All that science stuff aside, I did the things the women in the study did. I justified, found reasons to stay, did all the apologizing, and withdrew from friends and family. I stayed because the good parts of Gawain made me think it was all worth it.
I don’t know if it was intentional, but Gawain made me believe I was worth very little. I was afraid no one else could love me. I believed Gawain was giving me a gift by being with me. I guess that’s manipulation, intentional or not.
I try not to think about the good parts. My therapists have told me it’s bad practice because it might make me more likely to go back to him or another abuser. I’m going to do it anyways.
Here are some of the good parts.
My brother played hockey.
It’s weird to start a story about my first kiss with a line about my brother. I’m saying it because it’s an important detail I may or may not be lying about to keep some anonymity to my story.
Gawain’s house was in town, about a 20-minute walk from the arena. Two days a week, I would go to my brother’s hockey practice, sit in the back with my book and watch the door.
Gawain would wander in, looking lost. I’ve never met someone who walked like him — on his toes. He seemed to bounce when he moved, but he also seemed so weighed down.
I’d see him, my heart would pound, and I’d snap my eyes down to my book, fighting the creeping smile. Gawain would sit down next to me and I’d pretend to be startled. He smelled like the cold, and I could feel it coming off him. He’d walk to the arena, even when it was 30 below.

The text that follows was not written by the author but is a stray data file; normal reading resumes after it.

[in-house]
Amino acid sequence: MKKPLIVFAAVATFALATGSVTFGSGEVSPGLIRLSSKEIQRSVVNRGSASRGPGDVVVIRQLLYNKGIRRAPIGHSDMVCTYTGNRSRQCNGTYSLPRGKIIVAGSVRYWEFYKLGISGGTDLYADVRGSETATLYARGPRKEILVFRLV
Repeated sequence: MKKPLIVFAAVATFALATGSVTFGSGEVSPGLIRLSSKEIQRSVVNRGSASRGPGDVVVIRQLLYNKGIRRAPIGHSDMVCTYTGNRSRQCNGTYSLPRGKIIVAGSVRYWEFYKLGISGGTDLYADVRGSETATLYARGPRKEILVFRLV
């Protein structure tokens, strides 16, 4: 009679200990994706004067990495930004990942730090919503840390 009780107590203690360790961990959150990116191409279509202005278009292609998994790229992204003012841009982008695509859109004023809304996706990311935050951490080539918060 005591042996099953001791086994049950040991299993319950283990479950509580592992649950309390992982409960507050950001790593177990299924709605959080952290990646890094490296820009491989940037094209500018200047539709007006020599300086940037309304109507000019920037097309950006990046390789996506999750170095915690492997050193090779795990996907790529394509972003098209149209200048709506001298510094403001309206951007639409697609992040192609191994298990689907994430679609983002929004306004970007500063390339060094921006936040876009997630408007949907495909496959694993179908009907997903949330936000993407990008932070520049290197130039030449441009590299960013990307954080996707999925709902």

He didn’t have a good winter jacket; he’d wear two or three big sweaters. My mom asked me about it once, and even offered to buy him one or give him a hand-me-down. Gawain didn’t want a jacket.
Gawain had this habit of not sitting next to me. He’d leave a chair of space between us.
“Sit next to me,” I said.
He’d look at me. “I am,” he’d say, and look back towards the rink.
I don’t remember what we’d talk about at the arena. Sometimes my books, sometimes garbage bags. Sometimes we’d plan our future together.
I’d bask in his laughter, his smile, the feeling of being with him. He’d warm up and we’d go outside again. I liked to climb the big pile of snow left by the Zamboni behind the arena.
So, we’d climb it.
I wanted to kiss him so bad. I was terrified. I don’t know how long I waited for him to make the first move. I remember thinking he was more experienced than me and that he’d kissed people before. I didn’t know if that was true, but it felt true.
I remember standing on top of that stupidly large pile of snow, looking out across the winter fields. Lights danced in the distance from houses down back roads. Stars were still overhead. The wind blowing across the prairie. It was freezing.
I sat down.
“Sit next to me,” I said, my pants slowly getting wet as the snow melted.
Gawain sat down.
I scooted closer to him. I remember looking up at him. He was higher up on the snow pile.
I kept looking at him, trying to will him to kiss me with my mind. He didn’t look at me.
“Hey,” I said.